It seems like a cruel twist of fate that humans can’t enjoy the best kind of music — loud music — without suffering from irreversible hearing loss somewhere down the line. It’s estimated that more than a third of seniors suffer from moderate hearing loss, and that number seems likely to grow as fans of bands like Nirvana and Metallica start to get up there in years. But according to a recent study reported by the Atlantic, we might not all be doomed to a life of screaming “What!?” at everyone who asks how retirement is going.
That’s because human hearing loss may actually be reversible. Animals like birds and reptiles have a “notch inhibitor” that regrows sensory hair cells after hearing loss; humans and other mammals don’t, which is why we experience hearing loss. The study suggests that a new treatment could imitate the notch inhibitor and cause hair cells in mammals to multiply.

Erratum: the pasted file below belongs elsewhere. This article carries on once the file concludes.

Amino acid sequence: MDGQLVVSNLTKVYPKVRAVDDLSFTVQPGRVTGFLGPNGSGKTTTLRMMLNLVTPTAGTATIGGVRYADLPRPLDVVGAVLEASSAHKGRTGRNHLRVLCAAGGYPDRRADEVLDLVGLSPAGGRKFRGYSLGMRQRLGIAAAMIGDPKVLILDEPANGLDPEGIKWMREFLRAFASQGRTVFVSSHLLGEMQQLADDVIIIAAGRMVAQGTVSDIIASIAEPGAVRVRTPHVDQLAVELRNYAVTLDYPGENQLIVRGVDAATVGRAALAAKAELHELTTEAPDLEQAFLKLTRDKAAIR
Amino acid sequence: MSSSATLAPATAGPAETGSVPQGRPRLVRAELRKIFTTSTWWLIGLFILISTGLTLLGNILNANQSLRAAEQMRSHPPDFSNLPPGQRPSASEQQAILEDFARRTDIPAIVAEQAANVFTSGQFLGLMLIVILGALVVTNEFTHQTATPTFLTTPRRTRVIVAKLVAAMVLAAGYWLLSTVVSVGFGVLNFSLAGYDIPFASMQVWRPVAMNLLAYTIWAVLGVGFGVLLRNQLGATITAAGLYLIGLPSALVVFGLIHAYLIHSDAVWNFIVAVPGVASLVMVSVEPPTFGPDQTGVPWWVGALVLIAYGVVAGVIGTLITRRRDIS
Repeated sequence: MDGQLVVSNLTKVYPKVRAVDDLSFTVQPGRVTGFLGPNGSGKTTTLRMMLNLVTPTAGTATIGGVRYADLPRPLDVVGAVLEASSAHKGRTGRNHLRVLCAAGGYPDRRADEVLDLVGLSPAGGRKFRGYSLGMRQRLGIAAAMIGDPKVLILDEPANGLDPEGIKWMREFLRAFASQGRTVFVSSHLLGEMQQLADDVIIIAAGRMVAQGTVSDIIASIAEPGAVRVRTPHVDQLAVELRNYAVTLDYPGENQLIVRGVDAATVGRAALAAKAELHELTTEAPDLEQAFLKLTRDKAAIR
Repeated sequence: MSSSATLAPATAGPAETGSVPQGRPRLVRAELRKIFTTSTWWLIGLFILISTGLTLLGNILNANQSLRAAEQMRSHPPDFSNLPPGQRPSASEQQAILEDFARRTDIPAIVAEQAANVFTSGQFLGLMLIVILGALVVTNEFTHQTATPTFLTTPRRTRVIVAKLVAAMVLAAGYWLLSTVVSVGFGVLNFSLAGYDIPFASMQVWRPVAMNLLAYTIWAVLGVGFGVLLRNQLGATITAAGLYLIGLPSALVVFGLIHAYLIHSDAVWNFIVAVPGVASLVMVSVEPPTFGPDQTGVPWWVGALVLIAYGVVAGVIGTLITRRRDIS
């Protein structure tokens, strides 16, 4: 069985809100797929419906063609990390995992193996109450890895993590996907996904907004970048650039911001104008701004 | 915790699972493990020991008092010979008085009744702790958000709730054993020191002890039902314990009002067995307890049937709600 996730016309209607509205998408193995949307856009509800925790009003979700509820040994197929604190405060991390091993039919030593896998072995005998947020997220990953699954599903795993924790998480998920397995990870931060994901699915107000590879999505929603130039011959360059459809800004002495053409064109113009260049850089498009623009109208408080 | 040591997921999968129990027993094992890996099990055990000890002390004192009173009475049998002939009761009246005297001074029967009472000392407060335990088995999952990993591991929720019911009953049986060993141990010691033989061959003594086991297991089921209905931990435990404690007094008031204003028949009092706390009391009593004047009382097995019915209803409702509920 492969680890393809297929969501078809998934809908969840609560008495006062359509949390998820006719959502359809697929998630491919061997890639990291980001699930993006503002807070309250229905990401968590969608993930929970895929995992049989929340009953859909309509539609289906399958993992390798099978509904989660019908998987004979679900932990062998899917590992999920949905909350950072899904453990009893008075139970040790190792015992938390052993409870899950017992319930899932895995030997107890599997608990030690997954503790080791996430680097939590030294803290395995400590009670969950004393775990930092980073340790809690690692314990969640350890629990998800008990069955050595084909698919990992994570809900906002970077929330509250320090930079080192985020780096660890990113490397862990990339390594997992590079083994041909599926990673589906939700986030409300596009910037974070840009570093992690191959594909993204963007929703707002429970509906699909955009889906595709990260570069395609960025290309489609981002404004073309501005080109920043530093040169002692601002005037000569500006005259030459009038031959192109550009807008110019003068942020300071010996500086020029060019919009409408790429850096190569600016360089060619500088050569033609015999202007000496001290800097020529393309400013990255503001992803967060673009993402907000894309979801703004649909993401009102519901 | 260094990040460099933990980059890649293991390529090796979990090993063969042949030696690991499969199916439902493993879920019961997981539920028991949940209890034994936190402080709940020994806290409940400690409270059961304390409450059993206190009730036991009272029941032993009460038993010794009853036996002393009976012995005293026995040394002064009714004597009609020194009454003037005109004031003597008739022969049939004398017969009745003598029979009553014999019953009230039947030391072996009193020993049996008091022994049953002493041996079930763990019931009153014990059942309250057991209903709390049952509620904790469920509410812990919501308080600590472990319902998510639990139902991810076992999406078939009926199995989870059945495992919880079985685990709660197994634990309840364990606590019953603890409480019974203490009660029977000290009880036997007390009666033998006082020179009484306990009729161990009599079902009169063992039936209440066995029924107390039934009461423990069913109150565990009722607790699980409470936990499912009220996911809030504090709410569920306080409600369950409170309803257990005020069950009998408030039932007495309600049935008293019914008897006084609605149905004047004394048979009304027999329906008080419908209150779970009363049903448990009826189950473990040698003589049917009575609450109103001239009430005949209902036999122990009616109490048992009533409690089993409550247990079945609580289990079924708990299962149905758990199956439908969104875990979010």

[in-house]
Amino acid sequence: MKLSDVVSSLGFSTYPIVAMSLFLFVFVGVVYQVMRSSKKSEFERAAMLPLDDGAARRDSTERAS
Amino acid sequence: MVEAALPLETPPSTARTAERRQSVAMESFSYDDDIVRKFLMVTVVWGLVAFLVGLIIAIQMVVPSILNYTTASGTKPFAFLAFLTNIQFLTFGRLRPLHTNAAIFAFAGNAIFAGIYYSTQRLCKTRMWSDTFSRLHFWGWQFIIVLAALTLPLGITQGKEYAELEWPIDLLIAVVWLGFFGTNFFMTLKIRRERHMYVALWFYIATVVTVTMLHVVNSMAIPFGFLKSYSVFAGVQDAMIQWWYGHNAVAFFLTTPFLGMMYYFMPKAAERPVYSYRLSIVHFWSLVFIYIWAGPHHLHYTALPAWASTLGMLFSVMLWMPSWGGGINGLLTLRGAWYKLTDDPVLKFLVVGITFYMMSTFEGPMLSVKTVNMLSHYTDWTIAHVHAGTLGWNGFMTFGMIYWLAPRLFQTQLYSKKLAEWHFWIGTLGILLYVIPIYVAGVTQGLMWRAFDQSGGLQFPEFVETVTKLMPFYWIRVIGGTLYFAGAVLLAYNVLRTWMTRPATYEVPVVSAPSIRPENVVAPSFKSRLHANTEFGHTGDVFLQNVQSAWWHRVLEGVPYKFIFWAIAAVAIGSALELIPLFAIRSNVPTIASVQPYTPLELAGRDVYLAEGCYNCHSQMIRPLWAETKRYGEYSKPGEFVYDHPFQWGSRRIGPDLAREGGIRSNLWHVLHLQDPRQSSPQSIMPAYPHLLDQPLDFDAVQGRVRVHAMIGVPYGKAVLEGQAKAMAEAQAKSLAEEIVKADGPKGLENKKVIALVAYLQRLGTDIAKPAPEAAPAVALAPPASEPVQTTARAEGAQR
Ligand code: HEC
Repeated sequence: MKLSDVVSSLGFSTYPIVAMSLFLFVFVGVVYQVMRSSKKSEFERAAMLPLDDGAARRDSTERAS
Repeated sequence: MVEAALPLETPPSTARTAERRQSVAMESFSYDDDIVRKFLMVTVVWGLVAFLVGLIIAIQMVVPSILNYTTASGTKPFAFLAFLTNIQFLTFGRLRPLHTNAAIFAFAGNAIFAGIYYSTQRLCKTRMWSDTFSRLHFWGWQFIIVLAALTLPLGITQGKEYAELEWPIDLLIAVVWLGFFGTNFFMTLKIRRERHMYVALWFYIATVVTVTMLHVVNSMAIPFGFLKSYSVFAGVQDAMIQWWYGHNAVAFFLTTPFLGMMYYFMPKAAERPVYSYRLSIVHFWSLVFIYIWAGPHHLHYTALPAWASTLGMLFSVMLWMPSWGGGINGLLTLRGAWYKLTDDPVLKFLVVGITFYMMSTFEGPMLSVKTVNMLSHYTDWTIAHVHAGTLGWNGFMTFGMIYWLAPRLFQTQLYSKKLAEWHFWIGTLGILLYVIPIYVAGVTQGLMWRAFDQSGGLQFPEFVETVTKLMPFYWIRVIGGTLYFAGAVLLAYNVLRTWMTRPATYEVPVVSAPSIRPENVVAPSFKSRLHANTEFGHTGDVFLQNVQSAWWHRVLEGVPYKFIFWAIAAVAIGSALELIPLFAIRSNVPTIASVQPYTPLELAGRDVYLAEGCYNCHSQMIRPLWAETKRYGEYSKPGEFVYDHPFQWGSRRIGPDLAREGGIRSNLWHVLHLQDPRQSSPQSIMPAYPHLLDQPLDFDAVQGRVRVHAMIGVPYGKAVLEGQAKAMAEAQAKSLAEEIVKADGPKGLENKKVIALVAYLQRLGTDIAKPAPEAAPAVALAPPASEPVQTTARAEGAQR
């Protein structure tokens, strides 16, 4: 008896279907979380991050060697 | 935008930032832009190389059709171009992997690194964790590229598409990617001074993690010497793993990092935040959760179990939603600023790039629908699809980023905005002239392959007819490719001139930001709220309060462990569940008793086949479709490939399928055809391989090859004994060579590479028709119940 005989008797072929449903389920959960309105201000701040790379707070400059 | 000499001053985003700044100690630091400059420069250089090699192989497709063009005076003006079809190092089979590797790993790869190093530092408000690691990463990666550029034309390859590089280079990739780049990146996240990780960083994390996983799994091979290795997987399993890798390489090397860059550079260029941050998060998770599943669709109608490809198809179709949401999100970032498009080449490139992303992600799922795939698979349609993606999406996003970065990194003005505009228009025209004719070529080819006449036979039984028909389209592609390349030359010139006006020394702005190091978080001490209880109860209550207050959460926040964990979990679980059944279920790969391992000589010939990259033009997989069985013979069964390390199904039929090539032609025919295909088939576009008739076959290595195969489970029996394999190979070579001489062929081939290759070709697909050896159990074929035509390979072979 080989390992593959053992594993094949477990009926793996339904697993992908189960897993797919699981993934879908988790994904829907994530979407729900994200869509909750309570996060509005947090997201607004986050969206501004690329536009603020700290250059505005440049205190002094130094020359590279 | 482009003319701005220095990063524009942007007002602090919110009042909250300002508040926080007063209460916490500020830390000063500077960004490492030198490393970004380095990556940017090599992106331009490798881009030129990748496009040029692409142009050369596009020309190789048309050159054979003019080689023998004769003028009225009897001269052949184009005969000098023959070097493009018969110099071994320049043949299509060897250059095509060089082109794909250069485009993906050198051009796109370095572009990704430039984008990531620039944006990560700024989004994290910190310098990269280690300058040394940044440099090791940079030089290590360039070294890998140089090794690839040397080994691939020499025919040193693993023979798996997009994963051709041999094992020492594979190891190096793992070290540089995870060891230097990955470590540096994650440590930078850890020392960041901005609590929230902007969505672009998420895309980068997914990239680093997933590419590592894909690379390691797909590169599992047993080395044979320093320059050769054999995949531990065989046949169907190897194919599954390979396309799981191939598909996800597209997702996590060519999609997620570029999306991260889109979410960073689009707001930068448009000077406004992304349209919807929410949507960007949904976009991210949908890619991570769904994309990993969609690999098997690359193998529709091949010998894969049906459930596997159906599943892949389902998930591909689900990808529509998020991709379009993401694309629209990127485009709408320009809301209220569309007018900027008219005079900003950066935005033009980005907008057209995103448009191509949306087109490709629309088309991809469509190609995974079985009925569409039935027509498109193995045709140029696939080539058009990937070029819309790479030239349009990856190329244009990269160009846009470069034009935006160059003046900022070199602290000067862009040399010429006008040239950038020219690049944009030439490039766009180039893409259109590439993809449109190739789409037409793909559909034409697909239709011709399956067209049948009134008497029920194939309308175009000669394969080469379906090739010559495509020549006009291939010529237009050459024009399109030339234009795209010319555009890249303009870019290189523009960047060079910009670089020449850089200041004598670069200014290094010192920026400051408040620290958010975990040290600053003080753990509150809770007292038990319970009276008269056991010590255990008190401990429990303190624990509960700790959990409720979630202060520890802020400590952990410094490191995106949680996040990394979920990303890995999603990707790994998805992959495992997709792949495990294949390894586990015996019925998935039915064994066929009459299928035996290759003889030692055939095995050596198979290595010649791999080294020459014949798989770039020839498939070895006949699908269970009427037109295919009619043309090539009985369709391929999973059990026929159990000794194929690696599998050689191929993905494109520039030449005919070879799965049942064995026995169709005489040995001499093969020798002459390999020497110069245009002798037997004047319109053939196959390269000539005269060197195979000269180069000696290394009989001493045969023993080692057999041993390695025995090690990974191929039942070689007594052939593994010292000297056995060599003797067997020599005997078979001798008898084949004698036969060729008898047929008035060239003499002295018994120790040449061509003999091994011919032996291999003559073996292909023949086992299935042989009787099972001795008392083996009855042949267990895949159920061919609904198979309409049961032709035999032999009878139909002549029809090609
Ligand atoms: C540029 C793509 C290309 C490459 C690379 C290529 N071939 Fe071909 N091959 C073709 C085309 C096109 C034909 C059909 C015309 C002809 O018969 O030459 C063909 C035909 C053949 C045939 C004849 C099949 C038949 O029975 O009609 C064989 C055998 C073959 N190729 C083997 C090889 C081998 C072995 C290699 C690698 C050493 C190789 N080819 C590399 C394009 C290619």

In 2013, a team of researchers led by Dr. Albert Edge was able to grow regenerated hair cells in the cochlea of mice, allowing the animals to better detect certain kinds of sounds. Edge’s company Audion Therapeutics is now planning its first human clinical trials, and a Connecticut-based company called Frequency Therapeutics is developing another treatment based on inserting foam or a tube in the middle ear.
The Atlantic notes that it may be years or decades before an effective treatment is discovered, but it looks like hope (and better hearing) may be on the horizon. Read more about the study over at the Atlantic.